don’t be satisfied with less than the stars.

Such adoration starts with al-Mutanabbi’s mastery of the verse form but doesn’t stop there. Despite Neil Gaiman’s insistence that the work itself is what matters most, in reality, al-Mutanabbi’s titanic personality, his bet-on-yourself arrogance and his blustering rodomontade are just as crucial to his legacy, for good or ill. In fact, some of these same qualities have turned people against him.

To start, why isn’t he better known outside the Arab world? The answer relates to what readers in the 21st-century West expect of poetry. Modern readers want poetry to show “the spontaneous overflow of powerful feelings,” in the words of William Wordsworth. It should be personal, opening the poet’s private closet; individual, the product of a single godlike genius; and sincere or authentic, above all.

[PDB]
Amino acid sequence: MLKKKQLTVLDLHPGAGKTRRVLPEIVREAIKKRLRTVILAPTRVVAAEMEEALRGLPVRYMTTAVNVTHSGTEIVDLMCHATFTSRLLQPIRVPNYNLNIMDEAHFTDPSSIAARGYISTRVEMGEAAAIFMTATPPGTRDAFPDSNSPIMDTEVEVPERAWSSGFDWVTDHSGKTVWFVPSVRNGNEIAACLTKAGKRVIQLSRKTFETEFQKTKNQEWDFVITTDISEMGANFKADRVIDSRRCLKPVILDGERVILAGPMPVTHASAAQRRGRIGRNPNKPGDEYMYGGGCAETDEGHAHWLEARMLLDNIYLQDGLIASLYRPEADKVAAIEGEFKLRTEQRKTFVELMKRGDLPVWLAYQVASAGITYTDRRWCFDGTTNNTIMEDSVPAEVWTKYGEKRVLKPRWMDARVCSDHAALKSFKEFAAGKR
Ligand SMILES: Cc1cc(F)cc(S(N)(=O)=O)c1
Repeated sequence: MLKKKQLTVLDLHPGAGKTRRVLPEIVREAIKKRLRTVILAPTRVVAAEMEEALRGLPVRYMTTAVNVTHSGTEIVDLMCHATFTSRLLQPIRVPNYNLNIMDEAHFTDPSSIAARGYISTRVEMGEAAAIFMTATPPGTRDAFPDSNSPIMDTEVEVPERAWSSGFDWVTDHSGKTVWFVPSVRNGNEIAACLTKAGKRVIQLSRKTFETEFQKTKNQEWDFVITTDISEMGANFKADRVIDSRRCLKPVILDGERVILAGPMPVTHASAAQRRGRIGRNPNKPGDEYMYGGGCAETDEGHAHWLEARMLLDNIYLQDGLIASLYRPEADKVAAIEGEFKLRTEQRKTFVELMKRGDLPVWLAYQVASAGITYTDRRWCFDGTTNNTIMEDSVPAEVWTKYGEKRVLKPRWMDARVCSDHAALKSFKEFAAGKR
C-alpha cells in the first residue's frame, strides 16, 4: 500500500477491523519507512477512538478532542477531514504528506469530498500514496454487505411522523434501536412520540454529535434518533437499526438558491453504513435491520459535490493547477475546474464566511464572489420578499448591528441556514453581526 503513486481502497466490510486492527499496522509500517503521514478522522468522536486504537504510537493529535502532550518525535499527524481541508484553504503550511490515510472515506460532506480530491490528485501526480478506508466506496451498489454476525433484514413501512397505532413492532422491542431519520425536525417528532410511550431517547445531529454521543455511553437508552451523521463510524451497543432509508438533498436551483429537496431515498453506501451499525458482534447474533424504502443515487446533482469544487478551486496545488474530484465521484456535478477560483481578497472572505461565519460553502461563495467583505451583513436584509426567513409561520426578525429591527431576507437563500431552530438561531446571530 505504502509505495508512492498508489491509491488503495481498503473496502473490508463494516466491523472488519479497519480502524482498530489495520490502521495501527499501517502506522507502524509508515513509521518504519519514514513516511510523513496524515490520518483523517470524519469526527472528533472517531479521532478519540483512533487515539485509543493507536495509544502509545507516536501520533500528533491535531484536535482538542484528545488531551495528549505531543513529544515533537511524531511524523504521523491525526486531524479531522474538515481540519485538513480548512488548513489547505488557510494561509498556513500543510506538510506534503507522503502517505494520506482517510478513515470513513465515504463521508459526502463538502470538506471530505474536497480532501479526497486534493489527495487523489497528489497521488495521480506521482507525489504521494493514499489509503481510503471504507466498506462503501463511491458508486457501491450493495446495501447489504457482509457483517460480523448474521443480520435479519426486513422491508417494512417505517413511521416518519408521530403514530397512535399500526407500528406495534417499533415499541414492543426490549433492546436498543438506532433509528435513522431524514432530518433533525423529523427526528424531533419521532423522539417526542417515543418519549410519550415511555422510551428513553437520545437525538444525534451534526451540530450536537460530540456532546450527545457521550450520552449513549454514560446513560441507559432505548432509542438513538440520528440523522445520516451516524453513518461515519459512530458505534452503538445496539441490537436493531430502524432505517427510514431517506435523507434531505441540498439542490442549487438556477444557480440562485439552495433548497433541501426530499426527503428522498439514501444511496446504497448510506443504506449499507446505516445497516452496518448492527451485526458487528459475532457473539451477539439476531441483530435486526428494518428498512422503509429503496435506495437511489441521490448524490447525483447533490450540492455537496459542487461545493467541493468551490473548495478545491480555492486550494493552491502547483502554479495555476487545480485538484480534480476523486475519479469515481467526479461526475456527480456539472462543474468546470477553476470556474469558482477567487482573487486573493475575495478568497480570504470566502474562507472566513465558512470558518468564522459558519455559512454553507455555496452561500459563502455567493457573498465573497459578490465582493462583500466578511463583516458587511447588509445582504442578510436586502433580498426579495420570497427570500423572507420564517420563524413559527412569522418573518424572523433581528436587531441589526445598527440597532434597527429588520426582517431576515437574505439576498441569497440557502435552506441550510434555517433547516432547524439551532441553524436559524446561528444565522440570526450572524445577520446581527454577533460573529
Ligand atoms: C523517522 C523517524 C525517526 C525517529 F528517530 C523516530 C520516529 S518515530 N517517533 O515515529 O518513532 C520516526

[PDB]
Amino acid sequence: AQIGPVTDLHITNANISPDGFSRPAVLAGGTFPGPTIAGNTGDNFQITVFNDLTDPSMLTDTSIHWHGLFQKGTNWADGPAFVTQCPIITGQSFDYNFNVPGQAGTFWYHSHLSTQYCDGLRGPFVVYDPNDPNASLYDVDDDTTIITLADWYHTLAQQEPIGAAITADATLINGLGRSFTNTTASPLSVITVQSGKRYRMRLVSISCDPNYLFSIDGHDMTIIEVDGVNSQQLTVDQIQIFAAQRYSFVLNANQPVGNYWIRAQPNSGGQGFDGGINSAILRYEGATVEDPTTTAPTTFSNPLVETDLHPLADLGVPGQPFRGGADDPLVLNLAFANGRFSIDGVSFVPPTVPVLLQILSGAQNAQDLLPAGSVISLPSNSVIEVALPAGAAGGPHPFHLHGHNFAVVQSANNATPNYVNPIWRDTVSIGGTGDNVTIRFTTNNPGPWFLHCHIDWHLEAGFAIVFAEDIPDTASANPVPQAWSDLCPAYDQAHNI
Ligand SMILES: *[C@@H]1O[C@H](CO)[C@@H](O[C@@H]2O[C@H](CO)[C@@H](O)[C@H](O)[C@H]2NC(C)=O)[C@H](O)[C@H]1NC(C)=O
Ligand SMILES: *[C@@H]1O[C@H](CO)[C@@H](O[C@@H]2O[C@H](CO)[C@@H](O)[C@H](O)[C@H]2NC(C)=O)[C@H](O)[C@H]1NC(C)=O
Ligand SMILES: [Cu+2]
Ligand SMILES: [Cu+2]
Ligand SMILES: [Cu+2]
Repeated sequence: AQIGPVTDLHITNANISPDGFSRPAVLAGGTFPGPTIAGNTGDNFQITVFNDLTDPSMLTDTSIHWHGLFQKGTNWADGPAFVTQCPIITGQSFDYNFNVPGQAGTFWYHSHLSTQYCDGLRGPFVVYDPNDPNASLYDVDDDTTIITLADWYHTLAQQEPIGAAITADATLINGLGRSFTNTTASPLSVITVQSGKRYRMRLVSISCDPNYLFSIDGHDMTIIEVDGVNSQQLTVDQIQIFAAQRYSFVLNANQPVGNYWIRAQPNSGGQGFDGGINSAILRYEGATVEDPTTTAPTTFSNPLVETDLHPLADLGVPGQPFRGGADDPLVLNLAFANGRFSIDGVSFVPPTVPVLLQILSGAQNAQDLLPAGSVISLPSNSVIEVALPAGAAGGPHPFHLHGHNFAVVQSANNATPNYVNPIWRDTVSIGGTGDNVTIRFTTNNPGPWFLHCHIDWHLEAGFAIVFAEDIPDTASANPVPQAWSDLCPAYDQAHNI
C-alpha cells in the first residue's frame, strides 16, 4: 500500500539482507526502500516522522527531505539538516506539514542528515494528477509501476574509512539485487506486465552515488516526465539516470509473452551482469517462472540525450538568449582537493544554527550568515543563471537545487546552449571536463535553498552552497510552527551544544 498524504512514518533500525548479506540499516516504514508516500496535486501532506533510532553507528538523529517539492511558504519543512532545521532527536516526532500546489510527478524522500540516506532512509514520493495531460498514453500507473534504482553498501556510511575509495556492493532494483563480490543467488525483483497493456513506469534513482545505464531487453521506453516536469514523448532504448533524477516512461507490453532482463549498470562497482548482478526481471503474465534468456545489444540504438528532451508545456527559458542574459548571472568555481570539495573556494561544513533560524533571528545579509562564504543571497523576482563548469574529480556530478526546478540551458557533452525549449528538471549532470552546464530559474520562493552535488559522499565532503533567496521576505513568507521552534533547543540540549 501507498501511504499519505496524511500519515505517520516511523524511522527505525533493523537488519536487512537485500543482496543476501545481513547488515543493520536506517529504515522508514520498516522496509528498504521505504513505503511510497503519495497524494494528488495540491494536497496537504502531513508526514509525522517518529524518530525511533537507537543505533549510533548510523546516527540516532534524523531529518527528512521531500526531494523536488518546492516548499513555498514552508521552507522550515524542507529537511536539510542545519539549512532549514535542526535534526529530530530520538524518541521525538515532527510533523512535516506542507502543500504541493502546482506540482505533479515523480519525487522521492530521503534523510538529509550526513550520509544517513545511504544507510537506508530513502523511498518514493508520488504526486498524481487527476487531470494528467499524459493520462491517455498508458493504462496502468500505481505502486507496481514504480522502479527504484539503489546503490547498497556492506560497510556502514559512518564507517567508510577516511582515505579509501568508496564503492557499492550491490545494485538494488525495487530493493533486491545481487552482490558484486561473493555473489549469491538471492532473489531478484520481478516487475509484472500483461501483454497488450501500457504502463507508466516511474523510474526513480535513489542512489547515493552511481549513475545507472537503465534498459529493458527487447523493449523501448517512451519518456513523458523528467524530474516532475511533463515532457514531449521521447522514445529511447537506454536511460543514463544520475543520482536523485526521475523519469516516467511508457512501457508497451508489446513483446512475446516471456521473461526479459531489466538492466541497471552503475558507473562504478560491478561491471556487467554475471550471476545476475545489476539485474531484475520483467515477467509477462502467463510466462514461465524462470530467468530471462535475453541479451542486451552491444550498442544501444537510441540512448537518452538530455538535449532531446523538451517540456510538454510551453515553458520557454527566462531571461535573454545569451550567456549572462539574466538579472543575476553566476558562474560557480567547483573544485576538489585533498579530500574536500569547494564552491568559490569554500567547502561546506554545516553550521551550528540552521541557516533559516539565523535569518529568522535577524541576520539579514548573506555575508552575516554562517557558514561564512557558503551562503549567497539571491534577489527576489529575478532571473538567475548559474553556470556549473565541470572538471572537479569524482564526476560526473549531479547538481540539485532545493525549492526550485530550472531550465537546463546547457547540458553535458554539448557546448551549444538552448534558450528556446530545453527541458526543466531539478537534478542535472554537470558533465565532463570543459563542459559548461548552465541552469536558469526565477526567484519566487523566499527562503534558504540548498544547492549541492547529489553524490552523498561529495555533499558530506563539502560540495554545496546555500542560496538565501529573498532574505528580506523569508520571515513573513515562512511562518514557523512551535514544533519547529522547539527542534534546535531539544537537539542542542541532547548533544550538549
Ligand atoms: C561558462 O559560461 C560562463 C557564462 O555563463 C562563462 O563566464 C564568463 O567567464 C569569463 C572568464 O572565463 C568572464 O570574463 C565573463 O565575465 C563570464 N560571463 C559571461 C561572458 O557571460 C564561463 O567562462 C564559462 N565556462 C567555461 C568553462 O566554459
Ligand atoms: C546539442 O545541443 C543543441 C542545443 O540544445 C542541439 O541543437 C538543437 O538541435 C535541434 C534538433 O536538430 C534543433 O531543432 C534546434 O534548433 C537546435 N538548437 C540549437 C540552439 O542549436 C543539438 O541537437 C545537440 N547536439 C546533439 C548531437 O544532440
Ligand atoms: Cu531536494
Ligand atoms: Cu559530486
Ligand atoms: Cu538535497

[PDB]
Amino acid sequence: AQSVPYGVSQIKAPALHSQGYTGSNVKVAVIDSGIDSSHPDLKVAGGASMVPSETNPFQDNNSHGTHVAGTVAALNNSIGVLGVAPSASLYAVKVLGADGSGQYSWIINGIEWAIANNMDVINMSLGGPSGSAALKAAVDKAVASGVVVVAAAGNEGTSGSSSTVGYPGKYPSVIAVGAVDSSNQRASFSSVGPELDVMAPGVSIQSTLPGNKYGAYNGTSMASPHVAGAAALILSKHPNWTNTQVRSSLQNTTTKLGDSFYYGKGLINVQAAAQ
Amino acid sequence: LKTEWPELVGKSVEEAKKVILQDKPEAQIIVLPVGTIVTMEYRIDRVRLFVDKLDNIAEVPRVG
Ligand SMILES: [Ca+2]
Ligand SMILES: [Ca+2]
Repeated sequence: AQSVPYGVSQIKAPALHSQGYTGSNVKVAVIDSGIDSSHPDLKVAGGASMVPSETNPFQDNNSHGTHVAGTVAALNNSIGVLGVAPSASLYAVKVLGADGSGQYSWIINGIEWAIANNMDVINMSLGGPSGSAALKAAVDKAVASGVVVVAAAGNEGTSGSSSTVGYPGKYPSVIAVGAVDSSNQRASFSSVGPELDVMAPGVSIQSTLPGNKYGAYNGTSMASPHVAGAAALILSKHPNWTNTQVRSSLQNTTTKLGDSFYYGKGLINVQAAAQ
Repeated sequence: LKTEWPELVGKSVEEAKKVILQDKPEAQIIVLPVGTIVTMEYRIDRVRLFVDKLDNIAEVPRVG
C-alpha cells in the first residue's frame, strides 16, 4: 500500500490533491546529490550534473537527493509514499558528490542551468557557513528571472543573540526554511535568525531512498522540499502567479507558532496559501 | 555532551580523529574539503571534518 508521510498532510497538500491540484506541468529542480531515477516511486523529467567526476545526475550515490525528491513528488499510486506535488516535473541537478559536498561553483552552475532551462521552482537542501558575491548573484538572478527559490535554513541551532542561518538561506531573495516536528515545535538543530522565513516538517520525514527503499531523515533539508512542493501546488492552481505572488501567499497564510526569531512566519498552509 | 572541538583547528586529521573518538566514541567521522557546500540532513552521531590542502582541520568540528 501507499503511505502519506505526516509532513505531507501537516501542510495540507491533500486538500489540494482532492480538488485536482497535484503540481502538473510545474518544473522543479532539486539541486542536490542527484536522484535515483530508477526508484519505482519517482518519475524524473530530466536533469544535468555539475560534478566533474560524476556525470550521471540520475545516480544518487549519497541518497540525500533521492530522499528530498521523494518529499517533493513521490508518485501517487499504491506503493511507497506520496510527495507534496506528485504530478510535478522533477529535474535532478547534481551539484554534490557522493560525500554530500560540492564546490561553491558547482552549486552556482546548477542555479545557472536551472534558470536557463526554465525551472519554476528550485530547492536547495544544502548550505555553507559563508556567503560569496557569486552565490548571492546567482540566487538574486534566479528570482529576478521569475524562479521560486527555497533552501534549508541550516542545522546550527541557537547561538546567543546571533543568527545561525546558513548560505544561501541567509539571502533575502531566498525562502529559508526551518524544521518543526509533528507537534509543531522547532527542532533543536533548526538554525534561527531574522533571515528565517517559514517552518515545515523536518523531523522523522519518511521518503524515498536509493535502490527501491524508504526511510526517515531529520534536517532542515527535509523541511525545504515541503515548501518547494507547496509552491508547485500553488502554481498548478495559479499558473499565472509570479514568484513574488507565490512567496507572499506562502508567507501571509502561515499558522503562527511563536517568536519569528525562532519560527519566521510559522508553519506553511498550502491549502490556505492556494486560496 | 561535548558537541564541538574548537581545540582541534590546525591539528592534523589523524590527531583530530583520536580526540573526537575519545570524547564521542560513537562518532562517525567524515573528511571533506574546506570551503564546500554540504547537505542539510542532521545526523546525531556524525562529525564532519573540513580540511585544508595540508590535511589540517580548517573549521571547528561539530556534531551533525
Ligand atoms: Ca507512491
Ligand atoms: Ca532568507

Somewhat by contrast, classical Arabic poets, like premodern authors of any tradition, brought their chops to the most prestigious (and lucrative) type of poem, which for centuries was the ode of praise for a ruler or patron. Such poems sound about as sincere as a TV commercial to the modern ear. Even specialists like Larkin hold their noses when reading them. But these panegyrics earned writers their bread, at least from the eighth to the 13th centuries, and, as with all paid versus unpaid work, the incentive to give them one’s best was therefore stronger. Getting the essence of al-Mutanabbi’s greatness means adjusting modern expectations about what poetry is and does. In the words of Arberry: